Tracheal intubation is one of the most common and dangerous procedures in the intensive care units (ICU), and is usually done in more difficult conditions than in the operating room. Intubation failure can occur unexpectedly, and is the second most common event reflected in the ICU in the NAP4. Complications associated with airways were more likely to occur in ICU than in the operating room (severe hypoxemia, arrhythmia, hypotension, cardiovascular collapse, etc.), and generates more frequent damage to the patient. The theoretical benefits of videolaryngoscopes, as proper and correct use, offer the potential to reduce the difficulty of intubation in the ICU. In recent years, the role of videolaryngoscopes in ICU has been the subject of debate. Numerous studies have shown increased morbidity when performing multiple attempts at tracheal intubation. Videolaryngoscopes allow a view of the entrance of glottis independent of the line of sight, and have also been shown to improve glottis and intubation success rates in emergency and emergency services, in the prehospital setting, and specifically in patients with known predictors of difficult airway (DA).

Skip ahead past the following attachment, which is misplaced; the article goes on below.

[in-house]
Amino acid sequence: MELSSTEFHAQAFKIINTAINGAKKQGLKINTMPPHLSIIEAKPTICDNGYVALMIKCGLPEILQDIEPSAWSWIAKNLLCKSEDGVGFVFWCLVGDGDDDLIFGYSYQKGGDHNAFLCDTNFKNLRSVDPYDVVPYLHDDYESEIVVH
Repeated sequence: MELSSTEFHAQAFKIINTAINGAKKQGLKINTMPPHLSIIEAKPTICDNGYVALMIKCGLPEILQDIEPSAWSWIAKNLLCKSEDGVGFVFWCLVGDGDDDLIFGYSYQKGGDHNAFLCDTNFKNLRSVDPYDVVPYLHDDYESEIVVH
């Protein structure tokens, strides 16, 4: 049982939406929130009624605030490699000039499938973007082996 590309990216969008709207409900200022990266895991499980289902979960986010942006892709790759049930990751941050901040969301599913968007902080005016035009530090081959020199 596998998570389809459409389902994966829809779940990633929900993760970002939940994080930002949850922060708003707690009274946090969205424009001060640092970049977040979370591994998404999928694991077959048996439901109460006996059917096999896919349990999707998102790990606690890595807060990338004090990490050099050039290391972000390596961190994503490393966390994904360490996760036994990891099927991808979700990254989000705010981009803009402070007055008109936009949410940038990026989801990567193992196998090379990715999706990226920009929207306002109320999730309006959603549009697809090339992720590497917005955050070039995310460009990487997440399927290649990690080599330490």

Part of the book: Bedside Procedures